Memories with President Aquino in Kansai’s lovely Ashiya region, part 2

My memories of the Kansai region of Japan involve two presidents. I was just remembering these over the weekend since I’m in Osaka for a long overdue but quick trip.

I already blogged about my memory of Osaka involving President Fidel Ramos.

My other memory of the Kansai region of Japan, involving a president of the Philippines, is about the late former President Corazon Aquino, who I had the pleasure and honor of working for in an official and unofficial capacity.

I worked for her when she was president, and I continued to do so informally even after she retired.

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President Aquino liked Japan and I accompanied her several times on her visits to Japan to act as her interpreter and all around PA. As a young girl just out of school, it was a great education and exposure.


Once, President Aquino visited Kobe as a guest of the mayor. Kobe, which is a picture-pretty hillside city, is about 30 minutes away from Osaka by train.

The mayor of Kobe was a famous lady mayor at that time — I think she was the very first lady mayor for that city.

I was living in Tokyo then, and when the visit of President Aquino was finalized, it was arranged by some people close to her that I would travel to Kansai from Tokyo to join her very private party, consisting of herself and only three other persons, including one of her daughters.


I still remember how the city of Kobe went all out to welcome President Aquino. Everyone seemed to know about her visit, and the main streets were decorated with signs welcoming her.


One of the highlights of this trip was a lunch with a local family.

The mayor had arranged for one of the most illustrious families in Kansai region to host us for lunch one day.

I lived in Japan for 20 years, including during its peak years when people used to sprinkle gold on their miso soup just for the heck of it. I got to know the very rich, famous and powerful of Japan during these two decades.

I was in my 20s, ambitious for the Philippines, and I could speak Japanese.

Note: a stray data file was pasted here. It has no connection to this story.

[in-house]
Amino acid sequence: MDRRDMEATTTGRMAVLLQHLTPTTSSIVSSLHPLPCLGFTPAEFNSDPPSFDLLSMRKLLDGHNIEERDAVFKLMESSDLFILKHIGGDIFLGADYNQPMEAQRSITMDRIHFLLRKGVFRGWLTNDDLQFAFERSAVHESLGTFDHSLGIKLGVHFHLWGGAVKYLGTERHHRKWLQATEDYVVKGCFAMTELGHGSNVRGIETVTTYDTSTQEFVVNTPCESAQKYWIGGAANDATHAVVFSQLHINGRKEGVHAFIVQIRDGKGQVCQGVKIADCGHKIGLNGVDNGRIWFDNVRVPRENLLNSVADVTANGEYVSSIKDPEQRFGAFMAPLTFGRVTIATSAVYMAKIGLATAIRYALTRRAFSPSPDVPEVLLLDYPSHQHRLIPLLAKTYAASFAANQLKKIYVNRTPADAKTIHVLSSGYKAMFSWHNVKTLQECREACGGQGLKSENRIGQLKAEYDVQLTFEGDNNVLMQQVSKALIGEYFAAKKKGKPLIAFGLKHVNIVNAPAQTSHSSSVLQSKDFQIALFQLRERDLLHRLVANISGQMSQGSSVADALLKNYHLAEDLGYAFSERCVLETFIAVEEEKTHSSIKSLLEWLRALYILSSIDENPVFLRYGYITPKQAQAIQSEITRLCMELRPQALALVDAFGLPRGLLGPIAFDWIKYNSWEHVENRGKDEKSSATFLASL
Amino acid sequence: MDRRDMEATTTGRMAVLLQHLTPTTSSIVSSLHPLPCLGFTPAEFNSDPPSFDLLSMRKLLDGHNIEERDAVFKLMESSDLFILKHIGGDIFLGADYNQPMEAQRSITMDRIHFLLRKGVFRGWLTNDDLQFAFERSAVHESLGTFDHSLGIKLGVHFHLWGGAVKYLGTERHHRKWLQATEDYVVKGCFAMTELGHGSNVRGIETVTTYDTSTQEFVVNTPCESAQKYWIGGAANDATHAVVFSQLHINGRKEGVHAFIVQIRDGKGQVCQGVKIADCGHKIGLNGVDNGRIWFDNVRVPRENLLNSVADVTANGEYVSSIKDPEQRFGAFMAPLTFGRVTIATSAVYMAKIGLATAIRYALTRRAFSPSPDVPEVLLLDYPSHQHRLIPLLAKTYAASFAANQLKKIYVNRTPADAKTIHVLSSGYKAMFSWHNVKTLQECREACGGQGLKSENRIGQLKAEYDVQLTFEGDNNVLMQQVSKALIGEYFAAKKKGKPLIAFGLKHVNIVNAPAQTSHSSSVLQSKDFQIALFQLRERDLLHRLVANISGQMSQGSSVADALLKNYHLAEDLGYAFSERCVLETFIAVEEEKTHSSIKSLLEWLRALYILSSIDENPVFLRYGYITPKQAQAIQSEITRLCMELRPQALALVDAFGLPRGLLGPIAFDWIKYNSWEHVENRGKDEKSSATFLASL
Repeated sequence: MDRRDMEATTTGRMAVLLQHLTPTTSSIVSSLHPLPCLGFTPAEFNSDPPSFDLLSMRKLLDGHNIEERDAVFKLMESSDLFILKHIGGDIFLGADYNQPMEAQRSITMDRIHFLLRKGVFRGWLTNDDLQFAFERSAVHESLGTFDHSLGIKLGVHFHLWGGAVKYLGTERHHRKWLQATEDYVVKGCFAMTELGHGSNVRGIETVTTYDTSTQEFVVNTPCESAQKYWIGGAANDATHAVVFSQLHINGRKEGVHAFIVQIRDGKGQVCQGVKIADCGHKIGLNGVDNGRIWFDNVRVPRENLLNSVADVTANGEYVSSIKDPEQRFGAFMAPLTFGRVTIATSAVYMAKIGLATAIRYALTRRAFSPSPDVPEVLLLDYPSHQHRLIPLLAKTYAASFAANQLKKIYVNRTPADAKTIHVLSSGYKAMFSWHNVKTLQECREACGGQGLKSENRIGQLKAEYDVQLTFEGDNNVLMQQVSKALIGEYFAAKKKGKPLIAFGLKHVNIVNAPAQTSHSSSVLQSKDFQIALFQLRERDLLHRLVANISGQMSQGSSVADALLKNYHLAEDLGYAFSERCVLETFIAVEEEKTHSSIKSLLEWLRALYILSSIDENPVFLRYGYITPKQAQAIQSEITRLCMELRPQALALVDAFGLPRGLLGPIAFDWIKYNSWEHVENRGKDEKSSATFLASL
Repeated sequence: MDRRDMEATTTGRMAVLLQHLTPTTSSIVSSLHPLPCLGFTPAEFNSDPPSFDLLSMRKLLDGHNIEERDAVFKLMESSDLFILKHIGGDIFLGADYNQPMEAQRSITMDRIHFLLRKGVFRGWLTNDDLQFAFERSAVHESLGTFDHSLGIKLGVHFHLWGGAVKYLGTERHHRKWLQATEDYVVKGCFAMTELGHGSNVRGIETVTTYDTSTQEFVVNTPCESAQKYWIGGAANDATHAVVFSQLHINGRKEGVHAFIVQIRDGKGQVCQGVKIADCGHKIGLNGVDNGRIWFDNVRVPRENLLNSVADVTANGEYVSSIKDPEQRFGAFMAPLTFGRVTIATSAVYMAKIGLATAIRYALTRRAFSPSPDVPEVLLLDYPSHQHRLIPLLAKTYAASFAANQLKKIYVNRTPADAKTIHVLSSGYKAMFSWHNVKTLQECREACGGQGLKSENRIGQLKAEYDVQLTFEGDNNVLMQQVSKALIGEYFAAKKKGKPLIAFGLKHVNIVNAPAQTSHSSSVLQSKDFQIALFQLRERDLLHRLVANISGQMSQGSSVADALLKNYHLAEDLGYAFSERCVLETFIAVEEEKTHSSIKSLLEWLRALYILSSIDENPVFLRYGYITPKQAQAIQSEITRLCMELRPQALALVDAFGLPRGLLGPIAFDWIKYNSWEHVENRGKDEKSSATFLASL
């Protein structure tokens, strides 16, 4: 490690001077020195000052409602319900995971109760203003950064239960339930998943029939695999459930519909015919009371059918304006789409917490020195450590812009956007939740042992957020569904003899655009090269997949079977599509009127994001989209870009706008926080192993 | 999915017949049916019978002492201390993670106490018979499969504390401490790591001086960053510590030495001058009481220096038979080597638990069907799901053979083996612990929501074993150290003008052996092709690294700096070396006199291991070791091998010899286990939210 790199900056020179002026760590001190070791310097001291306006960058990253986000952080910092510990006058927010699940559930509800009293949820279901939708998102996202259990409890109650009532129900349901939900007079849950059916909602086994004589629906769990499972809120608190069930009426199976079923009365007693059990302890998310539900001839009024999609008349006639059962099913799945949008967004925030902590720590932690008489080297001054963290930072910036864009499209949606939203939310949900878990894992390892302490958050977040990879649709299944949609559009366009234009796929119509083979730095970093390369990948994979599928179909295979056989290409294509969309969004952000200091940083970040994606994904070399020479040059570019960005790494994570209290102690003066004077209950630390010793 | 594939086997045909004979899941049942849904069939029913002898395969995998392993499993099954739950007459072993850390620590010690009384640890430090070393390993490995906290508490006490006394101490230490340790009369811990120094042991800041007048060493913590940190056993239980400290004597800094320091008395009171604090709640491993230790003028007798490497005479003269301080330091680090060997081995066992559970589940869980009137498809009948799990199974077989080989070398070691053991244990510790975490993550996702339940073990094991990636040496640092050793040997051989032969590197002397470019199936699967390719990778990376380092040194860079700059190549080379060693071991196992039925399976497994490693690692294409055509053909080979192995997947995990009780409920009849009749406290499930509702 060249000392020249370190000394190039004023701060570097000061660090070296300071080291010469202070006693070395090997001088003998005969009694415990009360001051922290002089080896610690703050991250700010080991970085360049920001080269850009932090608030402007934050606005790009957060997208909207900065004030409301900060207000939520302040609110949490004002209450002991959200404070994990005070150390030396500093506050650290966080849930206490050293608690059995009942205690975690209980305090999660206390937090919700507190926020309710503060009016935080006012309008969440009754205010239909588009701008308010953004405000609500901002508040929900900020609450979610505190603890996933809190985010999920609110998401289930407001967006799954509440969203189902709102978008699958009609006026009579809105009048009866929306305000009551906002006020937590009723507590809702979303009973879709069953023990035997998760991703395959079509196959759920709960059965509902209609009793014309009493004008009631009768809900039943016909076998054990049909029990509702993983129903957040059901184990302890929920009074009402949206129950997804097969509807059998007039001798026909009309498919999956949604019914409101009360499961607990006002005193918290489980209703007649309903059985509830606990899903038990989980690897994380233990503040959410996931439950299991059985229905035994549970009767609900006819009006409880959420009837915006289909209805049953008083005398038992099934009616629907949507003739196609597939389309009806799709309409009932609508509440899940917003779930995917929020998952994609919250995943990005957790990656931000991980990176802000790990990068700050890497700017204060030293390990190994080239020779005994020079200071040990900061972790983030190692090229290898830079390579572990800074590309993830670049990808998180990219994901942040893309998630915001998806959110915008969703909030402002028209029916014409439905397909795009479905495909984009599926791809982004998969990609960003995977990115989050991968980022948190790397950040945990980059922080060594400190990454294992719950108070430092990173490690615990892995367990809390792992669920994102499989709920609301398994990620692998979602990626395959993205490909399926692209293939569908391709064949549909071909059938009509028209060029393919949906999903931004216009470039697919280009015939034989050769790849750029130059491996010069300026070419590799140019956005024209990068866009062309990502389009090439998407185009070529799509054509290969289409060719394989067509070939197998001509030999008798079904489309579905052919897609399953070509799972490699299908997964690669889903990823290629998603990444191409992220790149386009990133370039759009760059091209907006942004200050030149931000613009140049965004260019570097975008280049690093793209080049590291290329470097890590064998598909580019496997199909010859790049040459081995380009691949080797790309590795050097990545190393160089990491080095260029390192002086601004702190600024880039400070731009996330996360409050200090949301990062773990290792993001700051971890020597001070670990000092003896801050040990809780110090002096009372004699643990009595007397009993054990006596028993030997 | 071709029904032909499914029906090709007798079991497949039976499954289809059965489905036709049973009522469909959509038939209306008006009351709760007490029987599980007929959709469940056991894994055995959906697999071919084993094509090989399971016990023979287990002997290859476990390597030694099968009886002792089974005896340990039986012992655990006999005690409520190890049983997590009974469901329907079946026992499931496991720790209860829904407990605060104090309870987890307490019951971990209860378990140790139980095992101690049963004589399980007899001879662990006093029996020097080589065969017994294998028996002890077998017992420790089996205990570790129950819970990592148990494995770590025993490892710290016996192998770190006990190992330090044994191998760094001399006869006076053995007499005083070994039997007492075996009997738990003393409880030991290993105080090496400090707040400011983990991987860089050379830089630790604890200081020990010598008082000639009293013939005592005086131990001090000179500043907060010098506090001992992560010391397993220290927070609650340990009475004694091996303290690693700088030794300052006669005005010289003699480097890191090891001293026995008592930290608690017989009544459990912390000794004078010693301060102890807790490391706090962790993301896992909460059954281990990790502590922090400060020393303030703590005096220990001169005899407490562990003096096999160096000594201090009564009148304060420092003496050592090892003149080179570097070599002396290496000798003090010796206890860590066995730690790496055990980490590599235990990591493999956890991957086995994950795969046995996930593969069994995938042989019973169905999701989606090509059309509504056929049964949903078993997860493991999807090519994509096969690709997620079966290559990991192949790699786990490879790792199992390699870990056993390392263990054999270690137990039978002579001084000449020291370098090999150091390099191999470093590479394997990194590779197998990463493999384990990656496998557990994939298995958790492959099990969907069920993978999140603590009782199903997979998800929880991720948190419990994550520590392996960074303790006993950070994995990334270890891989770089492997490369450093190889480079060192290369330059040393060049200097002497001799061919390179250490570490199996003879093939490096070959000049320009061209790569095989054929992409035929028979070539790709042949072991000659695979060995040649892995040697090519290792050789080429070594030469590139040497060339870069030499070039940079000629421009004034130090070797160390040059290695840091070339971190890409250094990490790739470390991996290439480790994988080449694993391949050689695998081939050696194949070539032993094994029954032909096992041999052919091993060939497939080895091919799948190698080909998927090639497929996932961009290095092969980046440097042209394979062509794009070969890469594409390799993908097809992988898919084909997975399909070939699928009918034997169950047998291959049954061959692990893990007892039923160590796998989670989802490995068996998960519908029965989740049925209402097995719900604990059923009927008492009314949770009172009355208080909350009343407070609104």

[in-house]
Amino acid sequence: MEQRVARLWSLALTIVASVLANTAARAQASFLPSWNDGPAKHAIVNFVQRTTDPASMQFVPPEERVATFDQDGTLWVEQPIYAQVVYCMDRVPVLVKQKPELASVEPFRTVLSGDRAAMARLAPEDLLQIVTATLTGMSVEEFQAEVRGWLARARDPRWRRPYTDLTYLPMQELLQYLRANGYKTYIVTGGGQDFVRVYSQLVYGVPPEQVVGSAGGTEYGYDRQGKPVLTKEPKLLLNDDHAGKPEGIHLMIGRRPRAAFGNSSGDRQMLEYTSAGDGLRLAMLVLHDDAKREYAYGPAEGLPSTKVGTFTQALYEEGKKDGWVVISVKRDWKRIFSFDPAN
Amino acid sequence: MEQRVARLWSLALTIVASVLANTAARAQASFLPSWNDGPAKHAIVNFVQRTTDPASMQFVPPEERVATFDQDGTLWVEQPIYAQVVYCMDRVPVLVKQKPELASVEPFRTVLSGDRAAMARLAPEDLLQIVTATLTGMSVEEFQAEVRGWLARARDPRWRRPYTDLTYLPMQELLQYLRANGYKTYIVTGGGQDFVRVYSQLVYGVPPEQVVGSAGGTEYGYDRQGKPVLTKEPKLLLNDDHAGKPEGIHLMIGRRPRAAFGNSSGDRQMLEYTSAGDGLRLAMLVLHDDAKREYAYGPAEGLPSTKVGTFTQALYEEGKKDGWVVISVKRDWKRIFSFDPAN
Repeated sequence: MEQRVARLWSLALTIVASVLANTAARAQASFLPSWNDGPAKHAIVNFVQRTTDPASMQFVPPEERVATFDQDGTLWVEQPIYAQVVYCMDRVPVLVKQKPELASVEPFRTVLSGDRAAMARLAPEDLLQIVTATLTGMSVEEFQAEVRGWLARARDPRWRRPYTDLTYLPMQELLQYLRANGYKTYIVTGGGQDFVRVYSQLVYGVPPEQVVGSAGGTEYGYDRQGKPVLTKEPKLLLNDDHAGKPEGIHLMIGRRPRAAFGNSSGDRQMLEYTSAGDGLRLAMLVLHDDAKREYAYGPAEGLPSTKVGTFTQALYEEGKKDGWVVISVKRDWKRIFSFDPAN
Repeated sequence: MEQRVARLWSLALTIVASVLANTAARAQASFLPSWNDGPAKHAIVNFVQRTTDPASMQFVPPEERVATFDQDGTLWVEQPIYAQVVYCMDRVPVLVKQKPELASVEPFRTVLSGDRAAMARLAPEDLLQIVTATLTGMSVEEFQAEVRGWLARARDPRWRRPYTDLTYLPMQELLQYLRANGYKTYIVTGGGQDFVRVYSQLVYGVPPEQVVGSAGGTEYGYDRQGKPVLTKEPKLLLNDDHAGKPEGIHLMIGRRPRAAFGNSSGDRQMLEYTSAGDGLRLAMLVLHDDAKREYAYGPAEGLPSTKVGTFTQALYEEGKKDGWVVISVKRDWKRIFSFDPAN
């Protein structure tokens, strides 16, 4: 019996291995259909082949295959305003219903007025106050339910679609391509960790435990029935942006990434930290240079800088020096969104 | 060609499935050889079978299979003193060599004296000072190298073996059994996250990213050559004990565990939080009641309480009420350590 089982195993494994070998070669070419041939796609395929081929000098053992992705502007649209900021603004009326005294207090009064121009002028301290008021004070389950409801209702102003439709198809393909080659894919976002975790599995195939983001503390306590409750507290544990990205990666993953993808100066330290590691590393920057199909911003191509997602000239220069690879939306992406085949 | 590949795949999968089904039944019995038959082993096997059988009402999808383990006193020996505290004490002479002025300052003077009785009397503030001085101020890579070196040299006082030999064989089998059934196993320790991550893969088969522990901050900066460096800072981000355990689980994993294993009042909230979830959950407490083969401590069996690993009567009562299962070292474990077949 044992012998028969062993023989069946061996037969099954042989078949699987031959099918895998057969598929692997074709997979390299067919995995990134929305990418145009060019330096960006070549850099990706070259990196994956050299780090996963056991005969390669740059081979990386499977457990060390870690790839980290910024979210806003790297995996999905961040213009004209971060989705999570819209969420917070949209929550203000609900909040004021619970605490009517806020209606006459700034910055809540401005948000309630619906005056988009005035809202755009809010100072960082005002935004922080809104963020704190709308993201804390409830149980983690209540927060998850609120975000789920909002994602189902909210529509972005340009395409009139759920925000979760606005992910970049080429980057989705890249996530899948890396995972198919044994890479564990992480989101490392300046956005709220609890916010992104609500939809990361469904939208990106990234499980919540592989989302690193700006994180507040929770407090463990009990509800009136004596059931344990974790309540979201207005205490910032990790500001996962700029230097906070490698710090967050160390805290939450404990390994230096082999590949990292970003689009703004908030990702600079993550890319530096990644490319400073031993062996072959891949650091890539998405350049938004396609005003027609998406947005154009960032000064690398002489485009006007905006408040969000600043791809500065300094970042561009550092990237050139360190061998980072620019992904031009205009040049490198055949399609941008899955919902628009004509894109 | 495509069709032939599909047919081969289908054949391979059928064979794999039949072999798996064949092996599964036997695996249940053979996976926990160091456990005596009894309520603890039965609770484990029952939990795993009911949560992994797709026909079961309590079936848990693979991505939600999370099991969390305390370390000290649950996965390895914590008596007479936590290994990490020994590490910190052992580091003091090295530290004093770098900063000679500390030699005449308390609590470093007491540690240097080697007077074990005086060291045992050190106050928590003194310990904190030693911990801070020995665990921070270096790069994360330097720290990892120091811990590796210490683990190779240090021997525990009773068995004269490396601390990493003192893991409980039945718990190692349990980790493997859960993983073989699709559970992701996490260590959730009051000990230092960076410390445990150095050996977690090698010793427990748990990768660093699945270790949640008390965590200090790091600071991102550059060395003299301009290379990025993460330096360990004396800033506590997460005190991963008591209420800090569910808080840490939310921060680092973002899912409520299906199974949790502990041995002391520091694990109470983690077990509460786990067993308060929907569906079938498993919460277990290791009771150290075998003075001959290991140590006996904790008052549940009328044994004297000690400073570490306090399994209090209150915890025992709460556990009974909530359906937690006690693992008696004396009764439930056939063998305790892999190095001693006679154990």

One of the things I liked doing was hosting lunches at one of my favorite French restaurants then in Roppongi, and inviting some of the top people of Japan of that era for discussions on everything from good governance to literature and philosophy.

Looking back at everything now, I had lots of chutzpah to be inviting these people to my luncheons when I was barely half their age.

Interestingly, everyone went, and these were lots of fun. I still have some photos from this era, with me in the middle of groups of 18 or 20 people who went on to become great people in Japan.


I met a couple of prime ministers of Japan when they were still struggling politicians. 

I still remember when former Prime Minister Naoto Kan would hold tete-a-tete sessions, serving tea out of paper cups in his low-key office.

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But, back to my story.

Prior to that lunch hosted by an illustrious family in Ashiya, which is the best place to live in Kansai, for President Aquino and her party, I’d never been in such a beautiful and elegant Japanese estate before.

Karuizawa and Gotemba have fabulous estates, for instance, but I’d never and still have never seen an estate that surpasses this estate in Ashiya — even if I’ve been to a lot.


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It was like a fairy tale.

This estate in the hills of Ashiya was large, old and exceedingly lovely. It was not the kind of place you could create overnight even if you had a fortune.

The hosts kept their own museum on the estate, and the main house was the kind you read about in old novels about Japan, with its retinue of servants and a property of one structure after another, interspersed with lovely gardens.

At the back were storage houses (kura) full of artworks.

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The table at lunch, presided over by our hosts and President Aquino, with me as a young girl sitting somewhere breathless amidst all this, was simply too beautiful for words.

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One of the most famous restaurants in Kansai catered the lunch, which was served in courses, kaiseki style.

A truly unforgettable meal, even now, in my never-ending, and never-endingly eventful Travelife.